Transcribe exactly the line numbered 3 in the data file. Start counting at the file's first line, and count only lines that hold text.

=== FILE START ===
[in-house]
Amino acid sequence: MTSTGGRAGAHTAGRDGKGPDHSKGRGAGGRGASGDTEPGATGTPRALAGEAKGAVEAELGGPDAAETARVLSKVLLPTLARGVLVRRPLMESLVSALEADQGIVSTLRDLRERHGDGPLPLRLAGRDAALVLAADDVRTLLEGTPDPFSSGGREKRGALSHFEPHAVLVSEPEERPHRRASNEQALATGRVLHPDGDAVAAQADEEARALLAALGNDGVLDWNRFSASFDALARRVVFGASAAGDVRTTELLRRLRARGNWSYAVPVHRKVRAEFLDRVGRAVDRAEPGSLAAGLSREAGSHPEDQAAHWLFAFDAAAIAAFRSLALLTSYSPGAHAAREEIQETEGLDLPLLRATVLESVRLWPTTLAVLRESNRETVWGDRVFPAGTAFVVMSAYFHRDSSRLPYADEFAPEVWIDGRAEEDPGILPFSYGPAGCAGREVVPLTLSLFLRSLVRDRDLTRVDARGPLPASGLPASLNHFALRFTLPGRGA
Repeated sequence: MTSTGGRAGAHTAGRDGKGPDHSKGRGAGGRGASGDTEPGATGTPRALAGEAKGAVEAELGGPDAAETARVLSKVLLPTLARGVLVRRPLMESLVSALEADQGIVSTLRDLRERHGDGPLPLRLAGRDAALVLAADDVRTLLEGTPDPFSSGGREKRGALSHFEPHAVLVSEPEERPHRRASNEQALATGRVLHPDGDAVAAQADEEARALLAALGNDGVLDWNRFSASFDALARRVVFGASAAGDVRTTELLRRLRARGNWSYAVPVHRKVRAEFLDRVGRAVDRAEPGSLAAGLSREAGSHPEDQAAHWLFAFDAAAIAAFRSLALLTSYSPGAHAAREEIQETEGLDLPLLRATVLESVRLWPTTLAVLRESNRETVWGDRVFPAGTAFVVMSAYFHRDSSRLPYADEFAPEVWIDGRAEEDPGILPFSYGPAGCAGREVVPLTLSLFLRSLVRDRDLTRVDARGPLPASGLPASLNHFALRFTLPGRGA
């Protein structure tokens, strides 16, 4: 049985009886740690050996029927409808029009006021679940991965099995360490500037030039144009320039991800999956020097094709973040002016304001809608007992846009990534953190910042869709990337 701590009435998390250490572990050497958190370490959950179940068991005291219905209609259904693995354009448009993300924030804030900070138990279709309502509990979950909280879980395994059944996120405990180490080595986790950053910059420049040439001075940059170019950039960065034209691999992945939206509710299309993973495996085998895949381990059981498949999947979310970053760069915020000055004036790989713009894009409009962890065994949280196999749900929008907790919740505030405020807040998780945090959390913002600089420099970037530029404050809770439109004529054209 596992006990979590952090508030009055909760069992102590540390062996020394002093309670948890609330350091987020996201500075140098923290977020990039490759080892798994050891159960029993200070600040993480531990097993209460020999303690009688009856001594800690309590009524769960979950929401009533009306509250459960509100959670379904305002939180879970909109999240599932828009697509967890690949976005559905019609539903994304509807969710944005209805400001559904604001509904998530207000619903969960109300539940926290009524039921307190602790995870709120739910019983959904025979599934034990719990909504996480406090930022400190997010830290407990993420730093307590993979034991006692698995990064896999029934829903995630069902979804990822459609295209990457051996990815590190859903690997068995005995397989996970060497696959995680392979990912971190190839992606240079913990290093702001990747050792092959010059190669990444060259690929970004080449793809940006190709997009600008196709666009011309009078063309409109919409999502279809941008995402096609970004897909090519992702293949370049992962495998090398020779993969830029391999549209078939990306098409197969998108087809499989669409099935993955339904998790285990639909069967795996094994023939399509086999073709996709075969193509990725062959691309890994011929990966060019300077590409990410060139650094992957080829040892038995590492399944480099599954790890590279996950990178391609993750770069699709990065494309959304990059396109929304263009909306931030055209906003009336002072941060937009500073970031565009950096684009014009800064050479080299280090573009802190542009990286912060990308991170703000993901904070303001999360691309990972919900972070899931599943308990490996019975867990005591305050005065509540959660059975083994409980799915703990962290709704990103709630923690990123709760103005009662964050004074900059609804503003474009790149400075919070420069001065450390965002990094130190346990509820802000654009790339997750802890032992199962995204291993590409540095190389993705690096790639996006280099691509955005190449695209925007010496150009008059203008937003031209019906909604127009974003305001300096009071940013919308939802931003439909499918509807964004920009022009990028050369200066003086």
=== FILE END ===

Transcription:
Repeated sequence: MTSTGGRAGAHTAGRDGKGPDHSKGRGAGGRGASGDTEPGATGTPRALAGEAKGAVEAELGGPDAAETARVLSKVLLPTLARGVLVRRPLMESLVSALEADQGIVSTLRDLRERHGDGPLPLRLAGRDAALVLAADDVRTLLEGTPDPFSSGGREKRGALSHFEPHAVLVSEPEERPHRRASNEQALATGRVLHPDGDAVAAQADEEARALLAALGNDGVLDWNRFSASFDALARRVVFGASAAGDVRTTELLRRLRARGNWSYAVPVHRKVRAEFLDRVGRAVDRAEPGSLAAGLSREAGSHPEDQAAHWLFAFDAAAIAAFRSLALLTSYSPGAHAAREEIQETEGLDLPLLRATVLESVRLWPTTLAVLRESNRETVWGDRVFPAGTAFVVMSAYFHRDSSRLPYADEFAPEVWIDGRAEEDPGILPFSYGPAGCAGREVVPLTLSLFLRSLVRDRDLTRVDARGPLPASGLPASLNHFALRFTLPGRGA